I decided to set the Peacock aside for a bit, mainly to find the rest of the materials I need, which seem to be temporarily lost but in trying to find them, I located my file of patterns, yippee!
So, after working on a piece that was so incredibly colourful, I became preoccupied with 3-d DBH layers.
As you can see, I’m halfway through a small doodle cloth butterfly here. Using trusty metallic knitting yarn for the body. I made three lines of Ceylon stitch, then ‘wove’ two lines of black thread over the connecting rungs, with quick stem stitches. The Elizabethans certainly stitched over a lot of these types of rungs in their time. I can only assume this grew from their love of Soumak Weaving.
The layers of colour DBH that form the wings are triangular on this demo but looking at the original, which is part of a pillow embroidery, the little flaps are so curled, that I’m not entirely sure if they used triangles or curves?
Then I decided to plot all the flapping shapes I could see on that one pillow and came up with this list:
The list isn’t exhaustive but as you can see, in the row of shapes at the bottom, the pattern for the wings of this butterfly is the central diagram. I made 2 rows of DBH into the fabric, then continued the 3 tips in 3-d.
Ending off the thread after each tip is always tricky but thankfully I can see in Elizabethan Stitches there is an image of a flower made in gilt passing thread where you can clearly see how they ended the thread off in historical times.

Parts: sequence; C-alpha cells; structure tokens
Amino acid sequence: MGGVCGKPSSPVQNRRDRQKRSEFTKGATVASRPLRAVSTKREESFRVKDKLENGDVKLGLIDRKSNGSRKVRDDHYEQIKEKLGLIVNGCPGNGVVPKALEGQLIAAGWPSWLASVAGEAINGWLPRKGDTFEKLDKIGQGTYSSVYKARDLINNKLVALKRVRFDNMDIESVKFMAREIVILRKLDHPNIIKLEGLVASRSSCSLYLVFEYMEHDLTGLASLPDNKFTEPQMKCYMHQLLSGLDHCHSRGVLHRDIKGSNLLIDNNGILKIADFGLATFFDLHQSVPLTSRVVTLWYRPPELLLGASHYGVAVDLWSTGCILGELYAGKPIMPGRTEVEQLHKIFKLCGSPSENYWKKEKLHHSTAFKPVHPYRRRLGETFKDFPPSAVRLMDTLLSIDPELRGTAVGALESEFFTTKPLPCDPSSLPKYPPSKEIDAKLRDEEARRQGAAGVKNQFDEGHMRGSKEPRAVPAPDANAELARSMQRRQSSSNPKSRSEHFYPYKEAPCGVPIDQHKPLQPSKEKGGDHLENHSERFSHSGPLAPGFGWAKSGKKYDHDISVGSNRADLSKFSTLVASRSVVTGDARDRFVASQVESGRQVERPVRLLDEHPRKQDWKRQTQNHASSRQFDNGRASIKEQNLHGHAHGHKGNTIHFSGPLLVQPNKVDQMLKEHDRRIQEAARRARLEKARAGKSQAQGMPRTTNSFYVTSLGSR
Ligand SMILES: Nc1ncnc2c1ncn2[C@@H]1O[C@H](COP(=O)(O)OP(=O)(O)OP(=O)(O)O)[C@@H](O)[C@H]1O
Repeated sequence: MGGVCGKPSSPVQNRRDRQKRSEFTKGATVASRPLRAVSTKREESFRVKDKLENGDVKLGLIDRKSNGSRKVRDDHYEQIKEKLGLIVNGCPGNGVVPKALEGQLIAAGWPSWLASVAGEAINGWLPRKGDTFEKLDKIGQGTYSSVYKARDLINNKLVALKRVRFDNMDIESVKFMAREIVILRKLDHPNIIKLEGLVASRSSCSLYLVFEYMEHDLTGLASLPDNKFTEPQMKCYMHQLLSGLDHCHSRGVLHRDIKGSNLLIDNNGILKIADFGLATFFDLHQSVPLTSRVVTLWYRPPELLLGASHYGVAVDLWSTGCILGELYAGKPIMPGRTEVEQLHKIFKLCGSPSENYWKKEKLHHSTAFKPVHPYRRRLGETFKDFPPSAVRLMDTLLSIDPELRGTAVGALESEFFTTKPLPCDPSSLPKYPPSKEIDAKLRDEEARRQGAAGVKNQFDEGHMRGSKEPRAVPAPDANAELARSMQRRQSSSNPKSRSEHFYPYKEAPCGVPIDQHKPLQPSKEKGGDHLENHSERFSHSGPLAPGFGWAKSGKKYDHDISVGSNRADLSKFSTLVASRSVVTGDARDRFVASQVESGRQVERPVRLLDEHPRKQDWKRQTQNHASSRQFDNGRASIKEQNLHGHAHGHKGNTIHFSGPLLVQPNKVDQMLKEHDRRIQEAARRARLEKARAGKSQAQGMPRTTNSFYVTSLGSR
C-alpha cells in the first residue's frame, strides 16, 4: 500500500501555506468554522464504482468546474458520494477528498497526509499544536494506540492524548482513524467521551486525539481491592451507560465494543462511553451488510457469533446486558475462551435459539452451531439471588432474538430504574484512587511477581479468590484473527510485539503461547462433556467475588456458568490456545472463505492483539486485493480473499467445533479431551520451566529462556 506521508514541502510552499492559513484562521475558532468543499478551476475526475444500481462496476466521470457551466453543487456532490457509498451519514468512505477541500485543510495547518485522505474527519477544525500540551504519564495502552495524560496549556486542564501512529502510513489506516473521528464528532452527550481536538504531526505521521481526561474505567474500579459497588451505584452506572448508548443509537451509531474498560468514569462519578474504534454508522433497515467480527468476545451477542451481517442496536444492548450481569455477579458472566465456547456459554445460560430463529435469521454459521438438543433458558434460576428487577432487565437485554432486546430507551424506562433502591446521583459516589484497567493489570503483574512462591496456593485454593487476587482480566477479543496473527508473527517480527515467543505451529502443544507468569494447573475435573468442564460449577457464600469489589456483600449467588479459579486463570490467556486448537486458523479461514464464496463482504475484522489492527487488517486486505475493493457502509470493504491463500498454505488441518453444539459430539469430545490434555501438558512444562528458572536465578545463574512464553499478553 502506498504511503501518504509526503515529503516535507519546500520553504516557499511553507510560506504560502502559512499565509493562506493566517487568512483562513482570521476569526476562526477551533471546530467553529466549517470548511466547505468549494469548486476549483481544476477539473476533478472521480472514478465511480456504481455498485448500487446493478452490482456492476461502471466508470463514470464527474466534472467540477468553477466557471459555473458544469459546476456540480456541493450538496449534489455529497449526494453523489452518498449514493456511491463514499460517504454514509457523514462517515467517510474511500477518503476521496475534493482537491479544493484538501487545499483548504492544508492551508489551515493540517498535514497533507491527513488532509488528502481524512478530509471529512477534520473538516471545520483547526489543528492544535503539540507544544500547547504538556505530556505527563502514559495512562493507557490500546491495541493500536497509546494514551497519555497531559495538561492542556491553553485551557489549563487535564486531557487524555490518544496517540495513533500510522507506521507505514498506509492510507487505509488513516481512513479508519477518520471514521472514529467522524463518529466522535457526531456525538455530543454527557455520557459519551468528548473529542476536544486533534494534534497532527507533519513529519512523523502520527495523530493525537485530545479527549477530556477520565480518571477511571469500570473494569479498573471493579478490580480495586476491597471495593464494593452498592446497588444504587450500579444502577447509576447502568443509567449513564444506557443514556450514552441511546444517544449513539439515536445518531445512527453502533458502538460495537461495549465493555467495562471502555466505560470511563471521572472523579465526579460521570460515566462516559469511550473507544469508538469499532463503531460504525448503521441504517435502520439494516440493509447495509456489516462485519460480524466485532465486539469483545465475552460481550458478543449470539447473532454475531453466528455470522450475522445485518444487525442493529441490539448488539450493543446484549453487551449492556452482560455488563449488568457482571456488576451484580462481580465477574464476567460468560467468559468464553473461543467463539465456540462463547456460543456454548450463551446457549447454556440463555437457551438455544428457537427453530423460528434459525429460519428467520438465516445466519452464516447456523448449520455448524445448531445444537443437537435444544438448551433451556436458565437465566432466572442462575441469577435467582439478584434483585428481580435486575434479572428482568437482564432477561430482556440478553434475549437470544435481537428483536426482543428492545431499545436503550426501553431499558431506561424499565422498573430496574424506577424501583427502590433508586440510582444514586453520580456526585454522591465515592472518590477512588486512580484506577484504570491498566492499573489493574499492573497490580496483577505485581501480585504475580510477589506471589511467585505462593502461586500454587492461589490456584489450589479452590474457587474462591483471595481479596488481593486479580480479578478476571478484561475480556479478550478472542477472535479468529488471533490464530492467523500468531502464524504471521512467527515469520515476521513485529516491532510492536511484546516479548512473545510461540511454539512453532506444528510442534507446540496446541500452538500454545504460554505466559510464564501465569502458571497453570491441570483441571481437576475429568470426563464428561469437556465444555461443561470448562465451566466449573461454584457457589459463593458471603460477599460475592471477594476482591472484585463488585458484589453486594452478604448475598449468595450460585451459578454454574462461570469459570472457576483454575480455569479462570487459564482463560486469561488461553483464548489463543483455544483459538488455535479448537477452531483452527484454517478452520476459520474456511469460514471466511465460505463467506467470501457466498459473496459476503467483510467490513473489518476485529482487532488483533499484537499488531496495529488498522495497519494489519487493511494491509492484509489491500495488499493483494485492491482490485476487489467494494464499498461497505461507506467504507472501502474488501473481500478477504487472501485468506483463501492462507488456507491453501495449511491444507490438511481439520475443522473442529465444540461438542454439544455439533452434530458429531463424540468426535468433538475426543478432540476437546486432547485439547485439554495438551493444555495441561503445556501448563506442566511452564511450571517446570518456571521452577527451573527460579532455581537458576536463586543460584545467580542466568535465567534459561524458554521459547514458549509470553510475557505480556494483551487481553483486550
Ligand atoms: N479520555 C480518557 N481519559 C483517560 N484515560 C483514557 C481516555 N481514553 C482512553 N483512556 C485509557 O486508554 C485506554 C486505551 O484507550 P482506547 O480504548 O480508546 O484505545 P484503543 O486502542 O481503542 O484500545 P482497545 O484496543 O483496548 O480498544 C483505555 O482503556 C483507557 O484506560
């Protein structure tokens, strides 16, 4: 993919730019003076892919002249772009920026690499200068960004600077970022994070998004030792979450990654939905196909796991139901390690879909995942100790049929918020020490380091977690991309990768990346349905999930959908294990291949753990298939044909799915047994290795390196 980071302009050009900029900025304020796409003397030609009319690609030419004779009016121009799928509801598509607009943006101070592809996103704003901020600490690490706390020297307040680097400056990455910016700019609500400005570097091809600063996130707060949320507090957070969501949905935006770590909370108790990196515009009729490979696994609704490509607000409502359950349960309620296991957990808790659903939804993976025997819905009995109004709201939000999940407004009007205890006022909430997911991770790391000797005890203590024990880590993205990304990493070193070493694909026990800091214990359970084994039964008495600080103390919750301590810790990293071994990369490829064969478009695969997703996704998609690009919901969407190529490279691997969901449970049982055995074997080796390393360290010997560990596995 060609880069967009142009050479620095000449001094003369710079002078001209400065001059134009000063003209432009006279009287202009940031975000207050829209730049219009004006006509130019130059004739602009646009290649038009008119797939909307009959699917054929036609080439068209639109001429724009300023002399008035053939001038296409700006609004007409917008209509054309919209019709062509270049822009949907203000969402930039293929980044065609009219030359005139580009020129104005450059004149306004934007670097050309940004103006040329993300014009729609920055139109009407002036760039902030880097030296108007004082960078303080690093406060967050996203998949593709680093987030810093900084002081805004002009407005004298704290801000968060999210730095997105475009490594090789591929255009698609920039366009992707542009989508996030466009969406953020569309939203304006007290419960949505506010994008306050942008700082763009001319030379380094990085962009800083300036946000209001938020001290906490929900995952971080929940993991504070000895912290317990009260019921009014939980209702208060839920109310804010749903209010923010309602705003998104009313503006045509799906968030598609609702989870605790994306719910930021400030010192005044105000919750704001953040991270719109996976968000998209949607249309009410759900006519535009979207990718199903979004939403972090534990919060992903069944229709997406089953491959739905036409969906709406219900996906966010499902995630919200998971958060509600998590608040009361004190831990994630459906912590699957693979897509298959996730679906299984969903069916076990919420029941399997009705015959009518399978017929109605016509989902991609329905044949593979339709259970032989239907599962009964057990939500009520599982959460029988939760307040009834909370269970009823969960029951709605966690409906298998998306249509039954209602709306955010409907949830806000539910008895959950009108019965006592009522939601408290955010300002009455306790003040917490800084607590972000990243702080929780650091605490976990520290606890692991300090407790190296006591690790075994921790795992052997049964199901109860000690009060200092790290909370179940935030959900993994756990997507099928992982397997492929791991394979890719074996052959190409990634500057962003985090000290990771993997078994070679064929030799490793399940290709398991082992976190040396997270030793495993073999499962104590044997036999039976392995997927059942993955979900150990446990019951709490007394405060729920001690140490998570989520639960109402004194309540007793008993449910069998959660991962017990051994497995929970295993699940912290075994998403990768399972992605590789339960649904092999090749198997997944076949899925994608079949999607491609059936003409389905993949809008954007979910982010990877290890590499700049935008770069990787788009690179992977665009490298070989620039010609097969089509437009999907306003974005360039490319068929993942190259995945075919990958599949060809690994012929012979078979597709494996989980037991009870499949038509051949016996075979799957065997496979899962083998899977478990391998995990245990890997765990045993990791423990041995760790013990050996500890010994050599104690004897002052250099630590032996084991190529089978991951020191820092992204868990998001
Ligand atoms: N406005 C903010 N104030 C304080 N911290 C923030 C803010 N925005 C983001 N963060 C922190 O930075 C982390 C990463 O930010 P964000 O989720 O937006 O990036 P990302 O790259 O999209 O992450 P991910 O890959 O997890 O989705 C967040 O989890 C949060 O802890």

I also made some curved yellow layers for this next rose.
The 3 layers of DBH -one 2-d and 2x 3-d – are all connected by the same base line of chain stitches. Its difficult to explain how to do this, so I might work up to producing another pdf file…
Notice how the sepals are semi-detached. By that I mean I started stitching them onto the fabric, then continued extending them in mid-air. All of this is not as fiddly as you would first think, because remember, you’re using your finger tip to support the work, so you can easily find the place to take your next stitch.
Once I completed that flower, I decided to try and make it again but much smaller and came upon another very interesting observation.
In so doing, I noticed that if you try to make the DBH stitches more compact, the element does not curl as much and ends-up looking very flat and more like classic Reticella work.
So, I’m discovering that the key to keeping the work tiny is to use fewer stitches and finer thread, rather than the the other way round.
Speeding up the production of multiple layers for motifs such as these two, is essential, as there are quite a few stitches involved and its this issue that I’m addressing right now: faster flowers and bugs!
Gotta go ppl!